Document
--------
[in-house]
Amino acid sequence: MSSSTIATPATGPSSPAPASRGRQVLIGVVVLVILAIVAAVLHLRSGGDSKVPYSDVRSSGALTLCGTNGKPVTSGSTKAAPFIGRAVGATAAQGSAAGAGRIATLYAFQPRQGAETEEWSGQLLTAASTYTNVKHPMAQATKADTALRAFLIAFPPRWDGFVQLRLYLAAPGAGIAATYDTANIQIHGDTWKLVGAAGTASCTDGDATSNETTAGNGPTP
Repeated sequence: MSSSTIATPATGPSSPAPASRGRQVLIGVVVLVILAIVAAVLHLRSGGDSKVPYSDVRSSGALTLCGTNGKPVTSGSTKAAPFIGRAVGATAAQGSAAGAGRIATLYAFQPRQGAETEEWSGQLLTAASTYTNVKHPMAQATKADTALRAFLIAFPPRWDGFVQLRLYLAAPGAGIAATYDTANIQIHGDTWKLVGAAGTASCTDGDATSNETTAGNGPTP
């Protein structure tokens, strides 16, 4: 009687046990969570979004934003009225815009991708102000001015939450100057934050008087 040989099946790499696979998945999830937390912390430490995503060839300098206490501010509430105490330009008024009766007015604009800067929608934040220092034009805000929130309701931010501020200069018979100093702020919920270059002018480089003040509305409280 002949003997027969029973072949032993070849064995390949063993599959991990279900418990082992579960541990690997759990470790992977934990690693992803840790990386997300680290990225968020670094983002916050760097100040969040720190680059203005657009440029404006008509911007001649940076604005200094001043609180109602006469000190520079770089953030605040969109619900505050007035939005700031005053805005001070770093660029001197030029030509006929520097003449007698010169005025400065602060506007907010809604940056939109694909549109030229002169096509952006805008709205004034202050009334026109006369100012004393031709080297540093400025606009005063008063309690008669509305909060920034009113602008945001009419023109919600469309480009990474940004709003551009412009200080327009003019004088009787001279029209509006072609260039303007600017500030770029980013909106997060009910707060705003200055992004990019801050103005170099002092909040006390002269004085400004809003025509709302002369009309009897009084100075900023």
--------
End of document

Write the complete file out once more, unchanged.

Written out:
[in-house]
Amino acid sequence: MSSSTIATPATGPSSPAPASRGRQVLIGVVVLVILAIVAAVLHLRSGGDSKVPYSDVRSSGALTLCGTNGKPVTSGSTKAAPFIGRAVGATAAQGSAAGAGRIATLYAFQPRQGAETEEWSGQLLTAASTYTNVKHPMAQATKADTALRAFLIAFPPRWDGFVQLRLYLAAPGAGIAATYDTANIQIHGDTWKLVGAAGTASCTDGDATSNETTAGNGPTP
Repeated sequence: MSSSTIATPATGPSSPAPASRGRQVLIGVVVLVILAIVAAVLHLRSGGDSKVPYSDVRSSGALTLCGTNGKPVTSGSTKAAPFIGRAVGATAAQGSAAGAGRIATLYAFQPRQGAETEEWSGQLLTAASTYTNVKHPMAQATKADTALRAFLIAFPPRWDGFVQLRLYLAAPGAGIAATYDTANIQIHGDTWKLVGAAGTASCTDGDATSNETTAGNGPTP
């Protein structure tokens, strides 16, 4: 009687046990969570979004934003009225815009991708102000001015939450100057934050008087 040989099946790499696979998945999830937390912390430490995503060839300098206490501010509430105490330009008024009766007015604009800067929608934040220092034009805000929130309701931010501020200069018979100093702020919920270059002018480089003040509305409280 002949003997027969029973072949032993070849064995390949063993599959991990279900418990082992579960541990690997759990470790992977934990690693992803840790990386997300680290990225968020670094983002916050760097100040969040720190680059203005657009440029404006008509911007001649940076604005200094001043609180109602006469000190520079770089953030605040969109619900505050007035939005700031005053805005001070770093660029001197030029030509006929520097003449007698010169005025400065602060506007907010809604940056939109694909549109030229002169096509952006805008709205004034202050009334026109006369100012004393031709080297540093400025606009005063008063309690008669509305909060920034009113602008945001009419023109919600469309480009990474940004709003551009412009200080327009003019004088009787001279029209509006072609260039303007600017500030770029980013909106997060009910707060705003200055992004990019801050103005170099002092909040006390002269004085400004809003025509709302002369009309009897009084100075900023």